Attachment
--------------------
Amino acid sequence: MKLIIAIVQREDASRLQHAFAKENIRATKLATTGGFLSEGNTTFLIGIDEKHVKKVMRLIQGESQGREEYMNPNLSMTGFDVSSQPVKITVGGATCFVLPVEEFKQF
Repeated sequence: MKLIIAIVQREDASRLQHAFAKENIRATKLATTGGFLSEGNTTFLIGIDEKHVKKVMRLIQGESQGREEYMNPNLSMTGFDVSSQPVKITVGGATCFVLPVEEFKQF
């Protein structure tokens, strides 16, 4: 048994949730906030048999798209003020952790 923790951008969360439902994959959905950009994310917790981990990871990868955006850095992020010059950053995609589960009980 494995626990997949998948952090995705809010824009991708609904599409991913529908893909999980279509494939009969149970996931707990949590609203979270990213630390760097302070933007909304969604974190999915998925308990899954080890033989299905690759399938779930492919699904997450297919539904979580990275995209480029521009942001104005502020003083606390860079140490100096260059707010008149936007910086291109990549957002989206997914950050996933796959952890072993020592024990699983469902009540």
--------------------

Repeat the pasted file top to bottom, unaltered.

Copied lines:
Amino acid sequence: MKLIIAIVQREDASRLQHAFAKENIRATKLATTGGFLSEGNTTFLIGIDEKHVKKVMRLIQGESQGREEYMNPNLSMTGFDVSSQPVKITVGGATCFVLPVEEFKQF
Repeated sequence: MKLIIAIVQREDASRLQHAFAKENIRATKLATTGGFLSEGNTTFLIGIDEKHVKKVMRLIQGESQGREEYMNPNLSMTGFDVSSQPVKITVGGATCFVLPVEEFKQF
């Protein structure tokens, strides 16, 4: 048994949730906030048999798209003020952790 923790951008969360439902994959959905950009994310917790981990990871990868955006850095992020010059950053995609589960009980 494995626990997949998948952090995705809010824009991708609904599409991913529908893909999980279509494939009969149970996931707990949590609203979270990213630390760097302070933007909304969604974190999915998925308990899954080890033989299905690759399938779930492919699904997450297919539904979580990275995209480029521009942001104005502020003083606390860079140490100096260059707010008149936007910086291109990549957002989206997914950050996933796959952890072993020592024990699983469902009540």